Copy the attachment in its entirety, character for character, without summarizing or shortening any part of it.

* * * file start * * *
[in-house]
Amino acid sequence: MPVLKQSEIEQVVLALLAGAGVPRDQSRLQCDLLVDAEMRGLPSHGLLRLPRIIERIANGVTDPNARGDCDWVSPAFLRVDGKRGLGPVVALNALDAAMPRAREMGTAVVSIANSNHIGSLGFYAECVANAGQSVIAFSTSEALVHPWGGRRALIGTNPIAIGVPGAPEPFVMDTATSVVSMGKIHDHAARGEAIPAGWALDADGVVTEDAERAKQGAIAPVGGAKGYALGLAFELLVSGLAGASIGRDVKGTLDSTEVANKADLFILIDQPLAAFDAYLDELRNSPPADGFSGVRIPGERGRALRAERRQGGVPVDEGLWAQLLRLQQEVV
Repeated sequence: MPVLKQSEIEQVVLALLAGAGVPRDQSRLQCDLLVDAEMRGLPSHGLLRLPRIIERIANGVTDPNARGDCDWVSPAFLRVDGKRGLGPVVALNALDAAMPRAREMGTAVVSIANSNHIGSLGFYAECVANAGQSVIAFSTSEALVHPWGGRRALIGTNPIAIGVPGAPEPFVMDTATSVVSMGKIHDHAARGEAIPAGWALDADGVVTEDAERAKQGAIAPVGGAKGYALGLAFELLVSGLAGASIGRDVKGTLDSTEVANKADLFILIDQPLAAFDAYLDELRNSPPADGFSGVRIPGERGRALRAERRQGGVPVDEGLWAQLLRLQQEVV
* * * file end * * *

[in-house]
Amino acid sequence: MPVLKQSEIEQVVLALLAGAGVPRDQSRLQCDLLVDAEMRGLPSHGLLRLPRIIERIANGVTDPNARGDCDWVSPAFLRVDGKRGLGPVVALNALDAAMPRAREMGTAVVSIANSNHIGSLGFYAECVANAGQSVIAFSTSEALVHPWGGRRALIGTNPIAIGVPGAPEPFVMDTATSVVSMGKIHDHAARGEAIPAGWALDADGVVTEDAERAKQGAIAPVGGAKGYALGLAFELLVSGLAGASIGRDVKGTLDSTEVANKADLFILIDQPLAAFDAYLDELRNSPPADGFSGVRIPGERGRALRAERRQGGVPVDEGLWAQLLRLQQEVV
Repeated sequence: MPVLKQSEIEQVVLALLAGAGVPRDQSRLQCDLLVDAEMRGLPSHGLLRLPRIIERIANGVTDPNARGDCDWVSPAFLRVDGKRGLGPVVALNALDAAMPRAREMGTAVVSIANSNHIGSLGFYAECVANAGQSVIAFSTSEALVHPWGGRRALIGTNPIAIGVPGAPEPFVMDTATSVVSMGKIHDHAARGEAIPAGWALDADGVVTEDAERAKQGAIAPVGGAKGYALGLAFELLVSGLAGASIGRDVKGTLDSTEVANKADLFILIDQPLAAFDAYLDELRNSPPADGFSGVRIPGERGRALRAERRQGGVPVDEGLWAQLLRLQQEVV